2010 July 03, Rahmat 12, 167 BE
Truly Direct Voting, Foundation of a Universal Civic Society
"The greatest problem for the human race, to the solution of which Nature drives man, is the achievement of a universal civic society which administers law among men." (Immanuel Kant, Cosmopolitan History)
I think what Kant had in mind here is the rule of law, the only fair basis of equality. When rule of law is internalized it becomes a self-regulating mechanism permitting strangers to act in an orderly manner, often without being consciously aware of what they are doing. This is expressed in the Golden Rule, and in reciprocal virtues like courtesy and humility. As Paul Summerville pointed out in a recent interview (http://www.youtube/watch?v=w4tiZD5x7c4), it is evident even in simple customs like the habit of standing in line for buses, or lining up while standing at a distance at ATM machines. Cultures with such reciprocal norms have no need of external police supervision at every bus stop.
The stronger and more universal the willingness of individuals to sacrifice ephemeral advantage to ordered behaviour, the better and more "naturally" a civic society can "administer law among men." Summerville points out that our modern nation-states wrongly interfere with self-regulating mechanisms by removing consequences, by removing what he calls "moral hazard." For example, governments bail out poorly run corporations, they allow tax exemptions and so forth. I would add to his list grants and subsidies, most of which amount to legal bribes that amplify disparities, devastate the environment and corrupt the democratic process.
The word "corruption" comes from the Latin "Rumpere," to break. If the "truth shall make you free," then a lie breaks not only freedom but the roots of democracy itself. A democracy cannot fail to live up to truth and virtue. To cast a vote is a moral duty, an act of civic integrity. Mendacity, voting based on less than the truth, corrupts courtesy and degrades the rule of law.
Each vote must be a statement of what the voter honestly believes to be the truth. The vote is only as good as what he or she really knows. Each vote is a stated opinion about who is best suited for a given job. A voter cannot vote either for or against whatever he or she is in no position to know. Integrity requires those casting votes to rely only upon first-hand knowledge, on their own direct personal experience of those being considered for the job. Otherwise, corruption sets in. Conscience dictates that a vote can only be cast for someone the voter knows personally, and preferably has worked together with very recently.
Implication? In elections as they are now, it is impossible for a person of integrity to vote at all. Votes are broken, hopelessly corrupt, because in almost every case knowledge of candidates is second-hand or third-hand, based on reputation and reports in the media. Even the apparently intimate medium of television is a sham, since it filters and selects data many times before it reaches the viewer. It is impossible to shout across such a vast epistemological gap. To pretend that we can do so is to subject our votes permanently to manipulation and corruption.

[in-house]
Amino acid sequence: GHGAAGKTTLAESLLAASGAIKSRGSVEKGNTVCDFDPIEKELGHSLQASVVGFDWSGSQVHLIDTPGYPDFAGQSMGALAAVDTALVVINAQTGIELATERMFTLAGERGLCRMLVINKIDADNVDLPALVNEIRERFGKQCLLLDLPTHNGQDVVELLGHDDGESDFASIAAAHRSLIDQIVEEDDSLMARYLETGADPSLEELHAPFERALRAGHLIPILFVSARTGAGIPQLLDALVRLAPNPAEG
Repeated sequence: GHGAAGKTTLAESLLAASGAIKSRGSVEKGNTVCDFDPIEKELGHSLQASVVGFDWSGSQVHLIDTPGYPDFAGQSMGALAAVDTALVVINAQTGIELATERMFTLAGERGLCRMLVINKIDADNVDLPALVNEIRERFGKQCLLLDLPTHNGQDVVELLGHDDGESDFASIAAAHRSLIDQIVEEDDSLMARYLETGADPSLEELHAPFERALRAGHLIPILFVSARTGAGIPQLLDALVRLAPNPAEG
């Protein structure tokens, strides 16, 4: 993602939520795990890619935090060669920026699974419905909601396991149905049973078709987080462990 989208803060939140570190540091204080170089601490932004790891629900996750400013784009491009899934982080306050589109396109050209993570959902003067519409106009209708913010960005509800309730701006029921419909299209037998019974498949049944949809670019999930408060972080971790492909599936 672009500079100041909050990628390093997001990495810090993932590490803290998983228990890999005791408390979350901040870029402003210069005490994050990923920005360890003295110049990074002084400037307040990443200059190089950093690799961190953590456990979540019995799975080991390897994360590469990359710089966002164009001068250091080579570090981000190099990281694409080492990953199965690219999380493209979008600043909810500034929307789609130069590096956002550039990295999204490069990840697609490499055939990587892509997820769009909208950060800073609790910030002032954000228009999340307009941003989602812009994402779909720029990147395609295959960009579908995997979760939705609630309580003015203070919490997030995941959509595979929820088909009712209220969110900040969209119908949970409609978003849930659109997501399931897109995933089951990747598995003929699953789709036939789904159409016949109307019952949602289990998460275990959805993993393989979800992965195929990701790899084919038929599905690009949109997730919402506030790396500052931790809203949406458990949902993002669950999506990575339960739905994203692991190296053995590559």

Instead, the system must see to it that every vote is local, that elections take place only among those who live nearby, who serve together, who know and love one another well. Voters, thus made free by truth, must be at liberty to choose anyone conscience dictates, including themselves.
In a universal civic society, elections are set up so that the choice is among those with whom voters have recent, direct experience serving together. In this way those who demonstrate reciprocal virtues will tend to rise to the top. Anyone willing to respond to rule of law, courtesy, to self-regulating customs (like standing in line for buses), who works well with others and who habitually sacrifices narrow interests to broader ones, will have no choice but to be under consideration by his or her peers for higher office.
The hillside architecture set up by a world government would help such a face-to-face, neighbour-to-neighbour democracy in many ways. As we have seen, it assures that there is an agrarian base for every local electorate, urban, suburban and rural. Workers palaces on street corners and consultorums at every meeting place establish each neighbourhood as a polity, a living, creative cultural community. The Localized Broadcasting Cooperative, led by dialecticians, assures that news media and the arts no longer mischievously manipulate the grassroots, but rather positively assist in evolving policy and public opinion.
However, even if all these factors are in play, this infrastructure does not in itself address the huge gap between a voter in a neighbourhood and a voter for a world government, never mind continental, national and regional governments. This voting gap between votes among a few hundred and votes among billions of citizens, we shall address in upcoming essays. Daunting as the problem may seem, we can rest assured that, as Kant puts it, all nature is driving man to this achievement.